animals

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Craft Design

An Adorably Eccentric Cast of Googly-Eyed Characters Exude Joy and Whimsy

November 3, 2021

Grace Ebert

All images courtesy of Lidiya Marinchuk

The quirky troupe of characters crafted by Kyiv-based doll designer Lidiya Marinchuk sport a wide range of emotions from surprised three-eyed monsters and gloomy rain clouds to sly foxes in polka-dotted socks. Sometimes leaving them as soft, plush creatures and others painting their bodies to create sculptural forms, Marinchuk instills each with a dose of whimsy and play. You can find more of the wildly emotional cast on Behance, and shop available pieces on Etsy.

 

 

 



Art Craft

Innumerable Cuts Transform Single Sheets of Paper into Exquisite Flora and Fauna

November 2, 2021

Grace Ebert

All images © Pippa Dyrlaga, shared with permission

Cutting ornate lace patterns, spindly roots, and scaly chameleon skin with meticulous detail, Yorkshire-based artist Pippa Dyrlaga (previously) continues to turn single sheets of paper into elaborate works. Her process involves drawing a design that typically features a floral motif before slicing each component by hand with a scalpel. Once the excess paper is removed, the resulting works unveil intricate patches of wildflowers and painstakingly sliced fur and fins.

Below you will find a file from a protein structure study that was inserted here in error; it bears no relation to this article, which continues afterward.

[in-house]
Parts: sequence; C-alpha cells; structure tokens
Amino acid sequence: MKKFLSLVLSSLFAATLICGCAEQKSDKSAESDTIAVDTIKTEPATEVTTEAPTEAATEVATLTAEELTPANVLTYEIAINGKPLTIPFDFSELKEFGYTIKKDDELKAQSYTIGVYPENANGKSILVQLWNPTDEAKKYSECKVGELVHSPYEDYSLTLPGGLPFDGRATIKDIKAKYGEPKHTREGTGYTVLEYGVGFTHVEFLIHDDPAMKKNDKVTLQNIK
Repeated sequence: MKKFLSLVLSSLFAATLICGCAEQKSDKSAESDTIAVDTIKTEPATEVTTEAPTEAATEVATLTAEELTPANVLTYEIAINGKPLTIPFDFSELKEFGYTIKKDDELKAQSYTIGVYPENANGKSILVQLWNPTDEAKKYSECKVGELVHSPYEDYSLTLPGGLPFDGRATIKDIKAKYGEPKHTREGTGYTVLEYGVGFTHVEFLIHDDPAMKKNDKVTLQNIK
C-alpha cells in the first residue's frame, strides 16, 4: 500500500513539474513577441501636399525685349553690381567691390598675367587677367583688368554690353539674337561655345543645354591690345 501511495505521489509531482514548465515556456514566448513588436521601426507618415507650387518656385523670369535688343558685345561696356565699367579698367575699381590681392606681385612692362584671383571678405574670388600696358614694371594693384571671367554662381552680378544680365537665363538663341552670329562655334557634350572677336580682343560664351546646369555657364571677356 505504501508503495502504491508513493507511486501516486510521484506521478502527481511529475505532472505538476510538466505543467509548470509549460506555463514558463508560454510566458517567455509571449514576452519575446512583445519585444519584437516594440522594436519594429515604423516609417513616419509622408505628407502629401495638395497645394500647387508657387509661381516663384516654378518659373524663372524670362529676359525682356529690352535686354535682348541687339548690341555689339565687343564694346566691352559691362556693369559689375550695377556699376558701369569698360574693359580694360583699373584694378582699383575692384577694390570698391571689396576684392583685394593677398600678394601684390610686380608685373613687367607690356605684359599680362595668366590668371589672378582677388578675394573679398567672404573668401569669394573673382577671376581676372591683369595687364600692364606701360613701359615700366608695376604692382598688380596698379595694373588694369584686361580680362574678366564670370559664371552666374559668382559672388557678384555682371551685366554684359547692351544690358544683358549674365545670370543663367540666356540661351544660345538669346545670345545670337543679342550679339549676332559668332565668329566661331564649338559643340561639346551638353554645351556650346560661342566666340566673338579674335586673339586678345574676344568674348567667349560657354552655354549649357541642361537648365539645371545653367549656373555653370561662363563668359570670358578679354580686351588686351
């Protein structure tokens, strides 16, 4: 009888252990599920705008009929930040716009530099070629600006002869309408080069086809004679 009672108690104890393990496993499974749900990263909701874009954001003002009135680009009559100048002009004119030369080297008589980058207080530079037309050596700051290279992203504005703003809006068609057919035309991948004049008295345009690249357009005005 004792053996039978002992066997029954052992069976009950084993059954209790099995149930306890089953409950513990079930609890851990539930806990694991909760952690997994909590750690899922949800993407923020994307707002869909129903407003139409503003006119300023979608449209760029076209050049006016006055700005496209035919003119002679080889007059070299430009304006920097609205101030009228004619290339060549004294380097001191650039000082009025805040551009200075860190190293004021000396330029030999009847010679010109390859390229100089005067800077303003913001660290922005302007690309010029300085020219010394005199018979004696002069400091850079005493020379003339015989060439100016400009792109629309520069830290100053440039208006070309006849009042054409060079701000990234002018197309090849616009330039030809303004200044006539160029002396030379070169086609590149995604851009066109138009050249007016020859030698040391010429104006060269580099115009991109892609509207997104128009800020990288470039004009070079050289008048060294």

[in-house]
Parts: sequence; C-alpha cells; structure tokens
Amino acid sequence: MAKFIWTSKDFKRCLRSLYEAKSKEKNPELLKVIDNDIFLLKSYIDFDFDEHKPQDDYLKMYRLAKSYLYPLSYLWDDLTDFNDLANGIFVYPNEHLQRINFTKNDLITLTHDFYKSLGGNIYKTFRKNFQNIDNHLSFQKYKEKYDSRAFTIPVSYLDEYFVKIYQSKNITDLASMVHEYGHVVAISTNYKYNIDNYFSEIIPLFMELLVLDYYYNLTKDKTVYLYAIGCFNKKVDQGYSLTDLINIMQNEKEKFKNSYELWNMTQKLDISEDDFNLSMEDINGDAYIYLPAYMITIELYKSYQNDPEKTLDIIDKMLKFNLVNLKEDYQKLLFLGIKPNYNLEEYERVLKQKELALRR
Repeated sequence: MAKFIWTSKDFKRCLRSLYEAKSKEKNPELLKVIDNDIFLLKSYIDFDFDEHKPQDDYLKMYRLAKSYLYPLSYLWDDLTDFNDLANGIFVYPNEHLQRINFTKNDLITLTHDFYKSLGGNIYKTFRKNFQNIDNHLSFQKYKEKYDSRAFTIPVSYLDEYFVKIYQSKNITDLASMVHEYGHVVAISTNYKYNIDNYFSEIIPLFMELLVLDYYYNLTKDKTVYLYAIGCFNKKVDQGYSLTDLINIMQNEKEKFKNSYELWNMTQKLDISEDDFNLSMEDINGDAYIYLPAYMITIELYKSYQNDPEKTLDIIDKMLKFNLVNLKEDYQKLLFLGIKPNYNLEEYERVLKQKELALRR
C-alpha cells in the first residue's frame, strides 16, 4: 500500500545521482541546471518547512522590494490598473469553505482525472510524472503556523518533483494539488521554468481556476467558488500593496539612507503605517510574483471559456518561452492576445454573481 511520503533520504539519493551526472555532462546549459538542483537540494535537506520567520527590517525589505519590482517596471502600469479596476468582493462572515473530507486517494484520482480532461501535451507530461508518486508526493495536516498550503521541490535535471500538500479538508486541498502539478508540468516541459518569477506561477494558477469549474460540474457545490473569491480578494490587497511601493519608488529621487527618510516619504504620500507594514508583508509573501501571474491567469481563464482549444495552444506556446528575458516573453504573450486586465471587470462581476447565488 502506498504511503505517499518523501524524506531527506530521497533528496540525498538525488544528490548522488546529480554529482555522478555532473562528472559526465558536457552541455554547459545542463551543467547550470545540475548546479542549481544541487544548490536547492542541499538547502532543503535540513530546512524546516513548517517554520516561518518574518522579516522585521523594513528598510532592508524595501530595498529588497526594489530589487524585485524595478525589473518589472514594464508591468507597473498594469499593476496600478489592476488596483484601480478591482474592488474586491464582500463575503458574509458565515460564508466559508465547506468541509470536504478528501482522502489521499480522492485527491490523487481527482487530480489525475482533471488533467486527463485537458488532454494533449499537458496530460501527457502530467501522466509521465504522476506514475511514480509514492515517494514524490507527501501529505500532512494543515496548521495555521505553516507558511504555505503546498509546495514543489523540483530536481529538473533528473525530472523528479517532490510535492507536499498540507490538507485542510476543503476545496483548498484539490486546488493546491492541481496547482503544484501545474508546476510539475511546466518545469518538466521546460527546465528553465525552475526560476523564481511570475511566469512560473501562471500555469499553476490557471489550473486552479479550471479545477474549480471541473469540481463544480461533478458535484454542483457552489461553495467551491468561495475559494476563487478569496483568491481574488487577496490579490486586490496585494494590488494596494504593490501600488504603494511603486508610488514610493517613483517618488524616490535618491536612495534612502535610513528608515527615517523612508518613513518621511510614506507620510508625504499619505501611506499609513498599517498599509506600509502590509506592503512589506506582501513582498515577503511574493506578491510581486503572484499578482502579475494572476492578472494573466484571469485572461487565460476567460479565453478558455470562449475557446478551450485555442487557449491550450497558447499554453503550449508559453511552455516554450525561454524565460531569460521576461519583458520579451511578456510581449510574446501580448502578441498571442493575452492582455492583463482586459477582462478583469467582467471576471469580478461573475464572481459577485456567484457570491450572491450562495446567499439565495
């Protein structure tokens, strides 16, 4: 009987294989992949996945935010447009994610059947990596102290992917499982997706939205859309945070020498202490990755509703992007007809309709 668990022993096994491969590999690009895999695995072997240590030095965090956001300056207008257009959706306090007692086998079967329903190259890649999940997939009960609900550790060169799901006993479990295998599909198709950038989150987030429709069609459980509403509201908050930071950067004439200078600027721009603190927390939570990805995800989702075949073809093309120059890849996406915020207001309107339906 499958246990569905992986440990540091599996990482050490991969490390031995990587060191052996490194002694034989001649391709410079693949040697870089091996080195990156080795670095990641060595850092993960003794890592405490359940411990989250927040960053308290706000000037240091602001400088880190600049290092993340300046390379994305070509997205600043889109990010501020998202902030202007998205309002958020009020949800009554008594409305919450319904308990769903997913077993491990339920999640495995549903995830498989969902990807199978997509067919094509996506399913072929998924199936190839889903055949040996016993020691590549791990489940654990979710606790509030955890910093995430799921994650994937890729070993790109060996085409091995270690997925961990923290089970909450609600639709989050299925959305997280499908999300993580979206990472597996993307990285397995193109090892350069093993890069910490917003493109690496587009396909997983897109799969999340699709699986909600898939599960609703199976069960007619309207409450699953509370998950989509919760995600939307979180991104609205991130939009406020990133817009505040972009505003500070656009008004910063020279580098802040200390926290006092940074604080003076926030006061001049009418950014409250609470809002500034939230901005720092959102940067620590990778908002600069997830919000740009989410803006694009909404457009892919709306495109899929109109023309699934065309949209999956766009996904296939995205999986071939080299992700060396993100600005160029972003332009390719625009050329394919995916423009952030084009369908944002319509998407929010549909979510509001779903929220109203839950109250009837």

Dyrlaga’s works will be included in an exhibition in Paris next month, and she’s in the midst of a collaborative project with origami artist Ankon Mitra. To add one of her exquisitely cut pieces to your collection, check out her shop, and dive into her process on Instagram.

 

 

 



Illustration

An Illustrated Children's Book Is a Sensitive Retelling of a Timber Elephant's Role in WWII

November 1, 2021

Grace Ebert

All images courtesy of Flying Eye Books, shared with permission

Meet Bandoola, an Asian timber elephant the British Army enlisted in WWII. Purchased as a calf, the lumbering creature was shipped to a teak plantation where he was forced to drag and push logs across the landscape to construct bridges and other structures. Bandoola’s life, while fictionalized by London-based illustrator and author William Grill in his forthcoming children’s book, is based on the true story of Elephant Bill, a soldier who worked with the animals in forestry camps during the war.